Tuesday, June 19, 2012
The state of affairs...Why we need more challenge in school!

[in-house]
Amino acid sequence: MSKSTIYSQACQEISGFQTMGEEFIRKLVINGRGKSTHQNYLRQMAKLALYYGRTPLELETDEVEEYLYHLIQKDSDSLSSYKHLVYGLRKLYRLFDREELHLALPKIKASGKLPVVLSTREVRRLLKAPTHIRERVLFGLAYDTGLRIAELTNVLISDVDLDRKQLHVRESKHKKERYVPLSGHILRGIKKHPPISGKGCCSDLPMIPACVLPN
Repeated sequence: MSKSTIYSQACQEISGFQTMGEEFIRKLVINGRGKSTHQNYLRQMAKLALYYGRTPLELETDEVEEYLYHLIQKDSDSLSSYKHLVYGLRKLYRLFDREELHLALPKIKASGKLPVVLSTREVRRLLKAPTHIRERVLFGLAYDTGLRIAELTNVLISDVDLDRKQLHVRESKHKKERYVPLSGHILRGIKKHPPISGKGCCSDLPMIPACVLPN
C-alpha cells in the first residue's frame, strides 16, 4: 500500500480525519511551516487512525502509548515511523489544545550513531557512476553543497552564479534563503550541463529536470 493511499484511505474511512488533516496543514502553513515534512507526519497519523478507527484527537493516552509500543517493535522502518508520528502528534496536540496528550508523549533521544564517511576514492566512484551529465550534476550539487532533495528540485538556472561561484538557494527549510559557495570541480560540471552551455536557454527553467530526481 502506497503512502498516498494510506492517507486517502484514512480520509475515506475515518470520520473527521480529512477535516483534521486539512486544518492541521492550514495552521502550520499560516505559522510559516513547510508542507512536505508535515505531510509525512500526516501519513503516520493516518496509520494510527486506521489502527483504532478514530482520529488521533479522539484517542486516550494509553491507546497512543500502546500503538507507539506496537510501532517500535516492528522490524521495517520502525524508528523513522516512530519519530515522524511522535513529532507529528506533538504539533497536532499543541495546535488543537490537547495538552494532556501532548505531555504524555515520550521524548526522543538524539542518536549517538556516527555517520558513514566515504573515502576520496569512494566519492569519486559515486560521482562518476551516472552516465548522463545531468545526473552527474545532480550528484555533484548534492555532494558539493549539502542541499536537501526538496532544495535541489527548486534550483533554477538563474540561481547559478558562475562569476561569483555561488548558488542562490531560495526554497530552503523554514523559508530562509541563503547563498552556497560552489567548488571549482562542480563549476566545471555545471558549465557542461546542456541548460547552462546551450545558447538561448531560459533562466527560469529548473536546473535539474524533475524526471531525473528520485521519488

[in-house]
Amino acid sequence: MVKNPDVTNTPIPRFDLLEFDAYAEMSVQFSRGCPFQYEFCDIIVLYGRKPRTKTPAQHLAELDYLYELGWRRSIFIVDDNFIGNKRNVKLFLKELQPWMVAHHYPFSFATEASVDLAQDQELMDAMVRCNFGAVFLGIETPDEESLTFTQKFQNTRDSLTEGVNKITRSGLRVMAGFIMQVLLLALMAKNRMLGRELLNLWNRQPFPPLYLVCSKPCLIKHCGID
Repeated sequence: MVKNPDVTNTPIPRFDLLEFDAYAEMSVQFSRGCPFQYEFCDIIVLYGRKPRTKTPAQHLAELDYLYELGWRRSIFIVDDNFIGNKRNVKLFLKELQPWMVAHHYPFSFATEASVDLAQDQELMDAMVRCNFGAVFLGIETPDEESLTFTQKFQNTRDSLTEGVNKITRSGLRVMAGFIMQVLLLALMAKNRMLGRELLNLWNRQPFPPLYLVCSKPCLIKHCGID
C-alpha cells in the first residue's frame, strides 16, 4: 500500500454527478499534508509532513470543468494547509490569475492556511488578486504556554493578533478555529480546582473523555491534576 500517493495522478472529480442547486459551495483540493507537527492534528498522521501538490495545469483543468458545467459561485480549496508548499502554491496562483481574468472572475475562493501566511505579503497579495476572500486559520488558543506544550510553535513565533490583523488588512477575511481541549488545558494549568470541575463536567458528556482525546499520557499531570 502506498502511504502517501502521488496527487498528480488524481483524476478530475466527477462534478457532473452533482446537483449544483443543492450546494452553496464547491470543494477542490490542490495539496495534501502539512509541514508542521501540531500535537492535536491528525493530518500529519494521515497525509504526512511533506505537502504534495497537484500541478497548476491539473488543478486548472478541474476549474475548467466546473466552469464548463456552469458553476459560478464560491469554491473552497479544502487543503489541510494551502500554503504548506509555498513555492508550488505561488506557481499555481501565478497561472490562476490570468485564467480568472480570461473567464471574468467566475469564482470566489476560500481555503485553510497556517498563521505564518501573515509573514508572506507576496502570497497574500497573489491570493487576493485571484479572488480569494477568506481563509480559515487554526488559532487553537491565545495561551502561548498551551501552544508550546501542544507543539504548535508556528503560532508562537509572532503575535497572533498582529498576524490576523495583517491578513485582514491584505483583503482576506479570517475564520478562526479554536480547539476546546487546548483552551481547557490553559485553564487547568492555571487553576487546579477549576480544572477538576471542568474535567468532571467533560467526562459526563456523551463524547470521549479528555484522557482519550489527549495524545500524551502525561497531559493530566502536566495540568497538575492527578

I just came across a post form Mrs. Trayer at Teaching Gifted Kinders that struck a chord with me. She was expressing some frustration with the current state of teachers being evaluated upon test scores and not having time to reach their gifted students. I have to say that I agree and would add that we are doing a disservice to all of our children by "dumbing down" instead of setting high expectations. I teach in a private school with an advanced curriculum. We are approximatly 1 year ahead in curriculum standards of public schools. Which means I truly teach Kindergarten just to 4 year olds. I see many advantages to setting high standards even with young children. I believe in making my lessons appropriate for all through small group instruction and differentiated instruction which I know those of you in public school do as well. However I see one difference that I can make that many of you do not have the opportunity to. Planning challenging, high level whole group lessons. From what I understand, please correct me if I am wrong, public school teachers need to plan their lessons for the bottom half of their class, leaving the top half to either be bored or "teach" their lower classmates? ( I in no way intend to offend or take away form the hard work of public school teachers, I think you guys are awesome and dedicate yourselves to our children.) To give you an example of why I believe in higher prepared lessons is my son. He has 6 different learning disabilities and attends the private school I work for. He is ADD, Dyslexic, Dysgraphic, has Auditory Processing Disorder, Expressive Language Disorder and Receptive Language disorder. We have been using a combination of language therapy, Discovery(our version of helps classes), and a classroom that has high expectations. Even through all of his learning struggles the higher expectations keep him challenged and on his toes. He is not fed the same information over and over. He is expected to learn and if that means he has to study a little harder than his peers than so be it. He is an A-B student! Can we say that about the vast majority of kiddos with these learning issues? Here is my point, the systemm is broken and we are raising children who are "thoughtless", those who cannot think critically, cannot make decisions and cannot support themselves out side of their parents home. We as teachers need to help correct these issues in any way we can. So, thank you to all of you who spend countless hours trying to figure out new ways to challenge all of our students! Thank you for your dedication and "no giving up" attitudes. I hope you have a rejuvinating summer!